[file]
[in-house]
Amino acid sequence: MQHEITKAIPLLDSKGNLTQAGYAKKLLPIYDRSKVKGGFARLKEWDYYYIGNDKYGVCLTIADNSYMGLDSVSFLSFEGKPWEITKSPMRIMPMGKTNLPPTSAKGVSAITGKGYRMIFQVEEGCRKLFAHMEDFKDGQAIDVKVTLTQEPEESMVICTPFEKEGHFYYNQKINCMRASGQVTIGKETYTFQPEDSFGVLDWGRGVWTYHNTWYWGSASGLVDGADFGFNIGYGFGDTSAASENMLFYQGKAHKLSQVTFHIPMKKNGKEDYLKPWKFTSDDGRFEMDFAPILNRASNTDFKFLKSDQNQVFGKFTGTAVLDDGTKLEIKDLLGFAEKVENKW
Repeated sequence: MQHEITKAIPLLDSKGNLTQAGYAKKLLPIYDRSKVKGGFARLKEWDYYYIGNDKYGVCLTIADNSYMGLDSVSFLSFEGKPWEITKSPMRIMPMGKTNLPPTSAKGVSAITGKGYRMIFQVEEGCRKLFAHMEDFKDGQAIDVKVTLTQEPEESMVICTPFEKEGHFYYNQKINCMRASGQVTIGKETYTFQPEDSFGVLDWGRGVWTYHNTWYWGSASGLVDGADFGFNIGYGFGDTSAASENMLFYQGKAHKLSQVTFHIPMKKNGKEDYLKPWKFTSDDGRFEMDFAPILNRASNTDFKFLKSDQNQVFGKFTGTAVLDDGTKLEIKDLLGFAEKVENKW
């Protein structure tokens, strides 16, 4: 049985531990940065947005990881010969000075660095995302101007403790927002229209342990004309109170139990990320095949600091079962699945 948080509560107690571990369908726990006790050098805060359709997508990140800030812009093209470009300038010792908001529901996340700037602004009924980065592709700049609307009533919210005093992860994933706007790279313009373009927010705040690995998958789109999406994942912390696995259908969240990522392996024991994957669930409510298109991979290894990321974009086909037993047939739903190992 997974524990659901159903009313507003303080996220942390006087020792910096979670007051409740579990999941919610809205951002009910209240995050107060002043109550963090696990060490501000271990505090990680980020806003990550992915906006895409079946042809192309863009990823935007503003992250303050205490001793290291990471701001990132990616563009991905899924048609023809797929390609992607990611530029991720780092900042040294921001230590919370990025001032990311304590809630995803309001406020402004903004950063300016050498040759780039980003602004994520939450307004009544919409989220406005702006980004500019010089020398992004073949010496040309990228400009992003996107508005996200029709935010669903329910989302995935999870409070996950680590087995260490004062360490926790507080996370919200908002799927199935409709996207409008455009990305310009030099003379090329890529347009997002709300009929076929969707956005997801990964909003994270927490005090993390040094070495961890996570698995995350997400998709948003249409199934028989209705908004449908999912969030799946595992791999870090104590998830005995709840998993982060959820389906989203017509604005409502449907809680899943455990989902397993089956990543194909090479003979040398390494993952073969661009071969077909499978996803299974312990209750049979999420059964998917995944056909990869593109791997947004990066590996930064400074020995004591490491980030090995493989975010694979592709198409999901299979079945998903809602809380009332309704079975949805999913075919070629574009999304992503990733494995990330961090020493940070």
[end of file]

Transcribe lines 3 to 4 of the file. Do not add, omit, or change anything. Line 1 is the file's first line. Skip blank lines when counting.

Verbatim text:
Repeated sequence: MQHEITKAIPLLDSKGNLTQAGYAKKLLPIYDRSKVKGGFARLKEWDYYYIGNDKYGVCLTIADNSYMGLDSVSFLSFEGKPWEITKSPMRIMPMGKTNLPPTSAKGVSAITGKGYRMIFQVEEGCRKLFAHMEDFKDGQAIDVKVTLTQEPEESMVICTPFEKEGHFYYNQKINCMRASGQVTIGKETYTFQPEDSFGVLDWGRGVWTYHNTWYWGSASGLVDGADFGFNIGYGFGDTSAASENMLFYQGKAHKLSQVTFHIPMKKNGKEDYLKPWKFTSDDGRFEMDFAPILNRASNTDFKFLKSDQNQVFGKFTGTAVLDDGTKLEIKDLLGFAEKVENKW
């Protein structure tokens, strides 16, 4: 049985531990940065947005990881010969000075660095995302101007403790927002229209342990004309109170139990990320095949600091079962699945 948080509560107690571990369908726990006790050098805060359709997508990140800030812009093209470009300038010792908001529901996340700037602004009924980065592709700049609307009533919210005093992860994933706007790279313009373009927010705040690995998958789109999406994942912390696995259908969240990522392996024991994957669930409510298109991979290894990321974009086909037993047939739903190992 997974524990659901159903009313507003303080996220942390006087020792910096979670007051409740579990999941919610809205951002009910209240995050107060002043109550963090696990060490501000271990505090990680980020806003990550992915906006895409079946042809192309863009990823935007503003992250303050205490001793290291990471701001990132990616563009991905899924048609023809797929390609992607990611530029991720780092900042040294921001230590919370990025001032990311304590809630995803309001406020402004903004950063300016050498040759780039980003602004994520939450307004009544919409989220406005702006980004500019010089020398992004073949010496040309990228400009992003996107508005996200029709935010669903329910989302995935999870409070996950680590087995260490004062360490926790507080996370919200908002799927199935409709996207409008455009990305310009030099003379090329890529347009997002709300009929076929969707956005997801990964909003994270927490005090993390040094070495961890996570698995995350997400998709948003249409199934028989209705908004449908999912969030799946595992791999870090104590998830005995709840998993982060959820389906989203017509604005409502449907809680899943455990989902397993089956990543194909090479003979040398390494993952073969661009071969077909499978996803299974312990209750049979999420059964998917995944056909990869593109791997947004990066590996930064400074020995004591490491980030090995493989975010694979592709198409999901299979079945998903809602809380009332309704079975949805999913075919070629574009999304992503990733494995990330961090020493940070």